A couple years ago we traded the glamour (not!) of living in the big city for something a little more sedate. We ended up moving to a city of more modest size; in fact, it was the city I grew up in. We found the, if not perfect at least adequate, house to buy. Actually, we loved the house but the big downside was the fencing. It did at least have a fence, but the fence was chain link, all eight feet of it. Not that we are particularly unfriendly, but it made us feel like we lived in a fish bowl.
There were, as we saw it, two options. Spend a ton of money and put in a more private fence or, my favorite option, because it involved buying plants, use ornamental vines to give us a more secluded yard. Operation “Cloistered Nun” went into full effect immediately. All hail the trumpet vine…and any other vines for fence cover you can fit in your landscape!
If you’re a vine lover like me, then these five vines for the landscape are something you’ll definitely want to try, especially if you’re looking for ornamental vines to cover a chain-link fence:
- Trumpet Vine: My love of all things vining really did start with a trumpet vine. This almost ubiquitous vine could be found clambering and lounging all over the city. It does get a bad rap for being a bit invasive, but we figured we could “tame” it.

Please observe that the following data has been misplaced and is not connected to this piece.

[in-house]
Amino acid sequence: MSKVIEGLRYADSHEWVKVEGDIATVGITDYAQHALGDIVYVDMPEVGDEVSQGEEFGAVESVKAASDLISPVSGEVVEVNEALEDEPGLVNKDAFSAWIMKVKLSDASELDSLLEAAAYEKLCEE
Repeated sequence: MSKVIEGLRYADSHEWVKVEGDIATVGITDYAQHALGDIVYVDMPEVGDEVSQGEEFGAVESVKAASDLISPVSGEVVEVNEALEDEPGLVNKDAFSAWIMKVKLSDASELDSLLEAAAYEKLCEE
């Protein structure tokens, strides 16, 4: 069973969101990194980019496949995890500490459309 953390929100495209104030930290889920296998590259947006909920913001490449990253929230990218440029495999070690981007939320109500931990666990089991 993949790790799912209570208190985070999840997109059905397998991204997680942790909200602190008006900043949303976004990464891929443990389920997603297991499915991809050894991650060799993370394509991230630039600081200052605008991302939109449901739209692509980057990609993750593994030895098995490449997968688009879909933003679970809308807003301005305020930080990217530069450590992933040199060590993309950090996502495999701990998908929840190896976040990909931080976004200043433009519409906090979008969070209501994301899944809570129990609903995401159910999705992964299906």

- Kiwi: Next came a hardy kiwi. Why? Because I thought the double whammy of providing delicious fruit and sheltering us from prying eyes was a win/win.
- Grapevines: On that same note, we also decided to plant some grapevines, one white and one red. I mean, why not have your fruit and eat it too (or drink it).
- Climbing Hydrangea: Since I love flowers, we put in a climbing hydrangea. A little bit of a slow grower, but if you know the tale of the tortoise and the hare, you get it.
- Clematis: Last but not least, we included a lovely flowering clematis vine, not the dinner plate sized variety but one laden with hot pink blooms nonetheless.
At this point we’ve only been at the house for two years and with the exception of the climbing hydrangea, which is indeed mind numbingly slow growing, we have covered the height and breadth of most of our safe but less than secluded fencing. Give me another year and you won’t be able to tell there’s a house here!